Baby gates can injure kids, study finds

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Columbus, OH – Every day, injuries related to baby gates send an average of five children 7 and younger to an emergency department for treatment, according to a new study from the Nationwide Children’s Hospital Center for Injury Research and Policy.

Examining data from the National Electronic Injury Surveillance System for the period 1999-2010, researchers also found that 60 percent of the estimated 37,673 children treated for baby gate-related injuries were younger than 2. The incidents most often occurred after a child fell down stairs because a baby gate was not closed or had collapsed. Resulting injuries included sprains and strains, as well as traumatic brain injury.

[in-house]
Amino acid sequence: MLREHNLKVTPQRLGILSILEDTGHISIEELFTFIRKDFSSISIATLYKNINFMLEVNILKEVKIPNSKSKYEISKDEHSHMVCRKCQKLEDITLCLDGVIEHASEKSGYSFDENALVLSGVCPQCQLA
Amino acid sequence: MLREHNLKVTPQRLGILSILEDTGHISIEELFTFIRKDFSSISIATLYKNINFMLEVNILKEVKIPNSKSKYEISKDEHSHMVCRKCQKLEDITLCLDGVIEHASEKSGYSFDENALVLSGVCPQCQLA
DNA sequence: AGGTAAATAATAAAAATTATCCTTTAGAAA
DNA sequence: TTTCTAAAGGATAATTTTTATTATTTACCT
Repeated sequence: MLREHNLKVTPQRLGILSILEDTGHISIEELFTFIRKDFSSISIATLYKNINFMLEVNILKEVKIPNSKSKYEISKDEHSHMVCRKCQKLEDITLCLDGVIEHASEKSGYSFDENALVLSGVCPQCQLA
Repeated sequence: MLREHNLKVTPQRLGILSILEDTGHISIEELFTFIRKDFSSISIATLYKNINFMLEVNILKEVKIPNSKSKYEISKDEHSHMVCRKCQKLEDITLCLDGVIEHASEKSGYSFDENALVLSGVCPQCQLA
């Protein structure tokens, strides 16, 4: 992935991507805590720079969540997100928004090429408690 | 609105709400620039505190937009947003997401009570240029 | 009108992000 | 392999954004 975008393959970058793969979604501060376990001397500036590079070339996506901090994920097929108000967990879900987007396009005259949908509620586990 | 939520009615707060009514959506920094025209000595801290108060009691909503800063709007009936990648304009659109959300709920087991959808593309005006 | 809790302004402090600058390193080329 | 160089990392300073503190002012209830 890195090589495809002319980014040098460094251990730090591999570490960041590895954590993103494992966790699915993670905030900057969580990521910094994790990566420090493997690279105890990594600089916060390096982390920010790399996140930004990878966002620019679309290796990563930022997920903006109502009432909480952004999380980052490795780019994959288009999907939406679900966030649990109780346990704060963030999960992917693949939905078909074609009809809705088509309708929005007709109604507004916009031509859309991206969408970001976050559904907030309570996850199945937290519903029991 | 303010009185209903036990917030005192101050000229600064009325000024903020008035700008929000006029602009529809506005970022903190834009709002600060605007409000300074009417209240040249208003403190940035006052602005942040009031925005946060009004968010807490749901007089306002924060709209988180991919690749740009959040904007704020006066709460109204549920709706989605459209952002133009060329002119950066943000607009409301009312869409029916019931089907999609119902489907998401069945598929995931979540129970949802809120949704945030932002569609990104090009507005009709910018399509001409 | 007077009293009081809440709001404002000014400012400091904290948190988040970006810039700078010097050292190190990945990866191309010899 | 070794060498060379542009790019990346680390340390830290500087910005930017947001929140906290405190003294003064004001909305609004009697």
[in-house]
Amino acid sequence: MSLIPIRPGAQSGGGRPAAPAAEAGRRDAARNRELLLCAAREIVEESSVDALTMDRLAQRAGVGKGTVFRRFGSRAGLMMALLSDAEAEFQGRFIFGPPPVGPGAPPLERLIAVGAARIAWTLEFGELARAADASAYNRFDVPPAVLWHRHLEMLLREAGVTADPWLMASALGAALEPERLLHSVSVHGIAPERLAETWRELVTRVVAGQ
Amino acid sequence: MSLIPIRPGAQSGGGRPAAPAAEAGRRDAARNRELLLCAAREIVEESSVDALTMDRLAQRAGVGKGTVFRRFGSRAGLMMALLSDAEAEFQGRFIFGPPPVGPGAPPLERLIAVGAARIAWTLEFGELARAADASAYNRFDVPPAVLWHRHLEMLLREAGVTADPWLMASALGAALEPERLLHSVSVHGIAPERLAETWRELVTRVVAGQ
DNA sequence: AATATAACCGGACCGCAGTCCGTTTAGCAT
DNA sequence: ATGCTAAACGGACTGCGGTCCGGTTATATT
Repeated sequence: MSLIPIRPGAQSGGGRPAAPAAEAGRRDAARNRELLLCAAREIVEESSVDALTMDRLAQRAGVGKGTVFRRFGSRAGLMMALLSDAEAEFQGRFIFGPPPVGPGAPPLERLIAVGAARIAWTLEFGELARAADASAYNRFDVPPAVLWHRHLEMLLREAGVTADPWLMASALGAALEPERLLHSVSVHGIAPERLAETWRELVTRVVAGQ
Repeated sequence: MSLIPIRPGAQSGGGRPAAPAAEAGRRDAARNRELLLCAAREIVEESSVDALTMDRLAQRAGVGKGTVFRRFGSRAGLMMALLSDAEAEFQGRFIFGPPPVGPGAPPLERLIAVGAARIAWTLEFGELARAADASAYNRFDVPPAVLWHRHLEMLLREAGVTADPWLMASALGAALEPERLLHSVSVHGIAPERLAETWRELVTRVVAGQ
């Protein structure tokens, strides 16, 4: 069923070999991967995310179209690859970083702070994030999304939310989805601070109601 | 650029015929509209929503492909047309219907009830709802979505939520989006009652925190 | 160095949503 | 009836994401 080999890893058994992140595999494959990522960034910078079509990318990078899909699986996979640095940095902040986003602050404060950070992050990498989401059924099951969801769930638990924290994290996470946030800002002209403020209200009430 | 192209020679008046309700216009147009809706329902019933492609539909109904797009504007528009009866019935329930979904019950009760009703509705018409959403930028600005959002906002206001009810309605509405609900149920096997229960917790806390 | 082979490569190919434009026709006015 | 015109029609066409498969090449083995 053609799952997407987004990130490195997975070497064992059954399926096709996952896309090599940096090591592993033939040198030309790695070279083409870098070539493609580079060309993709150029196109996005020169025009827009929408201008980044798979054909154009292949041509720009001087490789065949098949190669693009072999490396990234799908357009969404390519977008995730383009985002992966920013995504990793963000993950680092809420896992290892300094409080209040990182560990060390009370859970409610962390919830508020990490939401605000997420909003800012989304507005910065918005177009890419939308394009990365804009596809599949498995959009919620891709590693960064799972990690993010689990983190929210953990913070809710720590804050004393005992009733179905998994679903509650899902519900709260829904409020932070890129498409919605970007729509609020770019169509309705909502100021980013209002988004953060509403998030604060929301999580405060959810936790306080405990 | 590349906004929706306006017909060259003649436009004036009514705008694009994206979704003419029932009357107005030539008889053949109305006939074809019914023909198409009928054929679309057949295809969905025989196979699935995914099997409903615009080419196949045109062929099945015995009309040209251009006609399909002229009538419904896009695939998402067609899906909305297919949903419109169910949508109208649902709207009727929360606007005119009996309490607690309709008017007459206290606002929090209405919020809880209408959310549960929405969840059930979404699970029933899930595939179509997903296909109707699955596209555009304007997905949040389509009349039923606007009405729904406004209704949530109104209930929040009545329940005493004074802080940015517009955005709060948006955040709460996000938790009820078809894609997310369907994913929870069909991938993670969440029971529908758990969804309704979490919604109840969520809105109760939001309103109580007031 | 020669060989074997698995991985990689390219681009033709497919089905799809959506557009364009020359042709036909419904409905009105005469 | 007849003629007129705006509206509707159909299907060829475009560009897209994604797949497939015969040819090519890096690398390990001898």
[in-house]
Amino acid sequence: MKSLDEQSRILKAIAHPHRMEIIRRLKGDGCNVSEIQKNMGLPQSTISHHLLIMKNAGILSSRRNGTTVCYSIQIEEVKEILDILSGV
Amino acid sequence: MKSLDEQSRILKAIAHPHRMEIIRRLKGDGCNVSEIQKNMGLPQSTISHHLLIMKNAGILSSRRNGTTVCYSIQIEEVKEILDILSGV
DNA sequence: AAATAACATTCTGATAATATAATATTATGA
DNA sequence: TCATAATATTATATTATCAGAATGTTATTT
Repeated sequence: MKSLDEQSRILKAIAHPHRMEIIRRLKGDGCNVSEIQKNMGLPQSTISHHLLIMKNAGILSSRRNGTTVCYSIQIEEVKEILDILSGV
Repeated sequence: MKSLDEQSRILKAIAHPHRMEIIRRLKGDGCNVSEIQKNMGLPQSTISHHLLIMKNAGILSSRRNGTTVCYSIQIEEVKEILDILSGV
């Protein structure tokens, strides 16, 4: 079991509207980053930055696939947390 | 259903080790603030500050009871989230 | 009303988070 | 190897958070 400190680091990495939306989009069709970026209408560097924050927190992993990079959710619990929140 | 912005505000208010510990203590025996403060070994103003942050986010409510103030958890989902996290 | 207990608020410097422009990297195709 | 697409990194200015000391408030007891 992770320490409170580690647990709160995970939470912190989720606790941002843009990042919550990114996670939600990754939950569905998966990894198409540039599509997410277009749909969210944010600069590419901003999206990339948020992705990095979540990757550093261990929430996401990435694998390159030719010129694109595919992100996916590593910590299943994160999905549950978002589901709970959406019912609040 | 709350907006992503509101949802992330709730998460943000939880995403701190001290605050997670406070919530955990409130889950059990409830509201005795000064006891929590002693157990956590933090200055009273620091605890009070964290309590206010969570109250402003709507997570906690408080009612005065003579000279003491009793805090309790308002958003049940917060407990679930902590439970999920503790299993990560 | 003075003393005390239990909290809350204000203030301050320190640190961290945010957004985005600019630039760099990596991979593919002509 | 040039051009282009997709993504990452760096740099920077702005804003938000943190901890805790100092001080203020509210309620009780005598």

To help reduce the risk of injury, researchers recommend parents and caregivers:

  • Use hardware-mounted baby gates at the top of stairways.
  • Install gates in homes with children between 6 months and 2 years of age.
  • Remove gates when the child turns 2, or if the child learns to open the gate or climb over it. If removing a gate is not possible because of other children in the home, use a gate without notches or gaps that could be used for climbing.

The study appears in the May-June print issue of Academic Pediatrics.